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Chapter 6

Personality and Lifestyles


By Michael R. Solomon

Consumer Behavior
Buying, Having, and Being
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Personality
Personality refers to a persons unique psychological makeup and how it consistently influences the way a person responds to his or her environment.

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Consumer Behavior on the Couch: Freudian Theory


Freudian Systems:
Id: Oriented toward immediate gratification
Pleasure principle: Behavior is guided by the primary desire to maximize pleasure and avoid pain The id is selfish, illogical, and ignores consequences

Superego: A persons conscience Ego: The system that mediates between the id and the superego
Reality principle: The ego finds ways to gratify the id that will be acceptable to the outside world

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Non-Freudian Theory Horneys Theory


Using the context of child-parent relationships, individuals can be classified into:
Compliant individuals Aggressive individuals Detached individuals

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Compliant Personality

One who desires to be loved, wanted, and appreciated by others.

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Aggressive Personality

One who moves against others (e.g., competes with others, desires to excel and win admiration).

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Detached Personality

One who moves away from others (e.g., who desires independence, selfsufficiency, and freedom from obligations).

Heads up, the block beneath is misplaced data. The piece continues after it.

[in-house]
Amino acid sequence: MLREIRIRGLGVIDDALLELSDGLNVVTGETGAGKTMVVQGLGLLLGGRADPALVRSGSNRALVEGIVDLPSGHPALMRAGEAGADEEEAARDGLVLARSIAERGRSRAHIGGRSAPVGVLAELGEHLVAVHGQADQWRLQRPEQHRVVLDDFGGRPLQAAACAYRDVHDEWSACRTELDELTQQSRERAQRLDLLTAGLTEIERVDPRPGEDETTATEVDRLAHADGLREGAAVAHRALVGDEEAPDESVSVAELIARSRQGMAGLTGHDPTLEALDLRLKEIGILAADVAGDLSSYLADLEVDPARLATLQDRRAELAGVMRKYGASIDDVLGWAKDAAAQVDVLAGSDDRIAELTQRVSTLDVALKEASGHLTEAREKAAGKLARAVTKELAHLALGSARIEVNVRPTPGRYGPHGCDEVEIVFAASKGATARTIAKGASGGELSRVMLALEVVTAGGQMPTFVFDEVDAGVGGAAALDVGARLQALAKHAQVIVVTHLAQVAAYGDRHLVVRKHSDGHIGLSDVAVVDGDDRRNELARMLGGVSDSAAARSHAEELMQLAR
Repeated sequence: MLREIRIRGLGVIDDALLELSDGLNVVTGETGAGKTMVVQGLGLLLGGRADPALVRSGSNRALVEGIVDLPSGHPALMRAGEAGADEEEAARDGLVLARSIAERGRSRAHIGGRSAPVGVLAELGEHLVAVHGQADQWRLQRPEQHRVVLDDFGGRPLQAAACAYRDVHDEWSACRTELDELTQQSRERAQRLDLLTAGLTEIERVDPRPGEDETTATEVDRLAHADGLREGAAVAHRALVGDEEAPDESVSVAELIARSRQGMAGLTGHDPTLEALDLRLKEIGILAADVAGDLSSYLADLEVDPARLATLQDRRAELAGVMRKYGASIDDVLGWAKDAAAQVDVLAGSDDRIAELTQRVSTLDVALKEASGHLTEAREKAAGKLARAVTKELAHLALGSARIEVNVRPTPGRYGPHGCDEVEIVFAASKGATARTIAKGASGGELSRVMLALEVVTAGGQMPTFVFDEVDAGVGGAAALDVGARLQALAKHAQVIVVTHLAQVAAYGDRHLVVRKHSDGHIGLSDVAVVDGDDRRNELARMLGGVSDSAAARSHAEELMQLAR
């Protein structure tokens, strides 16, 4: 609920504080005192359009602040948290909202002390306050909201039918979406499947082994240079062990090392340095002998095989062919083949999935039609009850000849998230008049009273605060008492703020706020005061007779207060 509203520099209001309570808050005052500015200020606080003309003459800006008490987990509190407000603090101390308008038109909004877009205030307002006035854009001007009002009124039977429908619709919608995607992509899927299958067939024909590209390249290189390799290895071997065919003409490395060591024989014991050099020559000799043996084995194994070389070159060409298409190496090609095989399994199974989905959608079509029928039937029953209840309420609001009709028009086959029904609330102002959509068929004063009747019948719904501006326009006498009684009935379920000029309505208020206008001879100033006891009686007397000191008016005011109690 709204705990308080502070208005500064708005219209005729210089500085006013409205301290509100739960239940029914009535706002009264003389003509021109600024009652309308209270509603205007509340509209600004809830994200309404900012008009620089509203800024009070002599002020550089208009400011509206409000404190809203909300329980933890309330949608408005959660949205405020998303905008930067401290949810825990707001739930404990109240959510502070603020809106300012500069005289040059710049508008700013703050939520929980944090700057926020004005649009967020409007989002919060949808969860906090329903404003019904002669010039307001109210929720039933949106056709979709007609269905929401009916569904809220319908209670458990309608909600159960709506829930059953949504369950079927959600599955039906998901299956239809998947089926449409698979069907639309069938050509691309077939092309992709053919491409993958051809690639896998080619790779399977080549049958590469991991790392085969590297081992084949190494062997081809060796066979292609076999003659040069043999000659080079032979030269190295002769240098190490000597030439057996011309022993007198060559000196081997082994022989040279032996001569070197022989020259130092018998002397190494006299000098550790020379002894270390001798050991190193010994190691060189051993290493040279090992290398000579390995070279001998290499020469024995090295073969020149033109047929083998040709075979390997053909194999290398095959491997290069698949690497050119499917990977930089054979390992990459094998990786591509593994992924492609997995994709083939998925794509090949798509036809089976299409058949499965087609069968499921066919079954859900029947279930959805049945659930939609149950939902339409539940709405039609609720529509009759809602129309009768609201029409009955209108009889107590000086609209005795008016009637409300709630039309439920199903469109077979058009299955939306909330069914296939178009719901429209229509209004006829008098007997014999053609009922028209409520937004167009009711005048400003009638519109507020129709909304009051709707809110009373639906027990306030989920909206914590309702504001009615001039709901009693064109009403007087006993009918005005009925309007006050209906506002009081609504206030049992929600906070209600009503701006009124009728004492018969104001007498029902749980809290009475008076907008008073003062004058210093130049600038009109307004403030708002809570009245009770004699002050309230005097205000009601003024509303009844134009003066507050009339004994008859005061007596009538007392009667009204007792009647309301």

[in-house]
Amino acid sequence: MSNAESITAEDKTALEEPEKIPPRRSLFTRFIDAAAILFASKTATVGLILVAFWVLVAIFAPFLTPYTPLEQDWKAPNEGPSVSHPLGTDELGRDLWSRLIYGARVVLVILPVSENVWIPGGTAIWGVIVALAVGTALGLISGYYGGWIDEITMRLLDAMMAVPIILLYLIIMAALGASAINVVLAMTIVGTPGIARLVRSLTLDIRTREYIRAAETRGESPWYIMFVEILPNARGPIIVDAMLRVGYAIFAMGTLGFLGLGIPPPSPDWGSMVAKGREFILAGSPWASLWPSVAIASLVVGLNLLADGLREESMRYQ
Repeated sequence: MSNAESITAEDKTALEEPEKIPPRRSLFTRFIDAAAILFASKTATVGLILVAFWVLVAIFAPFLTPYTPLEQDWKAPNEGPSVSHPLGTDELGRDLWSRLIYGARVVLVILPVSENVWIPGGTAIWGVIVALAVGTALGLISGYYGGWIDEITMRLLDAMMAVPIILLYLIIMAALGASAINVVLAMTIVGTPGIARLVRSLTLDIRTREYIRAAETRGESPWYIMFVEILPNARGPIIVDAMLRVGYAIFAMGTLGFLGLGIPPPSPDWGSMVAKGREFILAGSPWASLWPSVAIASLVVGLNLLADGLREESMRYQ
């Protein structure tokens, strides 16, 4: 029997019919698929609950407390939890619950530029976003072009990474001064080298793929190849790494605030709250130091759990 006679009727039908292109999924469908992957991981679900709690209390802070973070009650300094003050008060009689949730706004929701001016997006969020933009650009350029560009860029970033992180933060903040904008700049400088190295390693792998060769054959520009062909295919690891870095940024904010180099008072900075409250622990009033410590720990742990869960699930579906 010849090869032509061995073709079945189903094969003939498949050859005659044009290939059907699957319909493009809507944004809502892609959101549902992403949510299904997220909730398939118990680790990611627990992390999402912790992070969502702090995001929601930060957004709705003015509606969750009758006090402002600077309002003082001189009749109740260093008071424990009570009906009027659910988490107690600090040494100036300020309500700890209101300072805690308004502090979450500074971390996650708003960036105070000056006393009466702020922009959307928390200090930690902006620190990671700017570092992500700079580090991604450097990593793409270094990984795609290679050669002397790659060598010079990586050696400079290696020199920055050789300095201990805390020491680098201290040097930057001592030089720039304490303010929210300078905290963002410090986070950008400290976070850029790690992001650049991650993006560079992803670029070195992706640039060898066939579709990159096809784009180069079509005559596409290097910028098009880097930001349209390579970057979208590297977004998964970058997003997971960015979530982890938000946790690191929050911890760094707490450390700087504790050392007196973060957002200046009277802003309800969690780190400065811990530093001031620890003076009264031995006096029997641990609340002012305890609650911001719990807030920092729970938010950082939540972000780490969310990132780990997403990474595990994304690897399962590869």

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Ad Applying Horneys Detached Personality

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Conflict Between the Id and Superego


This ad focuses on the conflict between the desire for hedonic gratification (represented by the id) versus the need to engage in rational, task-oriented activities (represented by the superego).
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Trait Theory
Trait Theory:
An approach to personality that focuses on the quantitative measurement of personality traits

Personality Traits:
Identifiable characteristics that define a person. Extroversion: Trait of being socially outgoing
Extrovert: A person that possesses the trait of extroversion

Introversion: Trait of being quiet and reserved


Introvert: A person that possesses the trait of introversion
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Traits Specific to Consumer Behavior


Innovativeness:
The degree to which a person likes to try new things

Materialism:
Amount of emphasis placed on acquiring and owning products

Self-consciousness:
The degree to which a person deliberately monitors and controls the image of the self that is projected to others

Need for cognition:


The degree to which a person likes to think about things (i.e., expend the necessary effort to process brand information)

Frugality:
Deny short-term purchasing whims and resourcefully use what one already owns
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Discussion Question
This classic ad starts off with the line: The Datsun 240-Z is not exactly what you would call a common site. What consumer personality trait is this ad appealing to?
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Brand Personality
Brand personality:
The set of traits people attribute to a product as if it were a person

Brand equity:
The extent to which a consumer holds strong, favorable, and unique associations with a brand in memory

Advertisers are keenly interested in how people think about brands.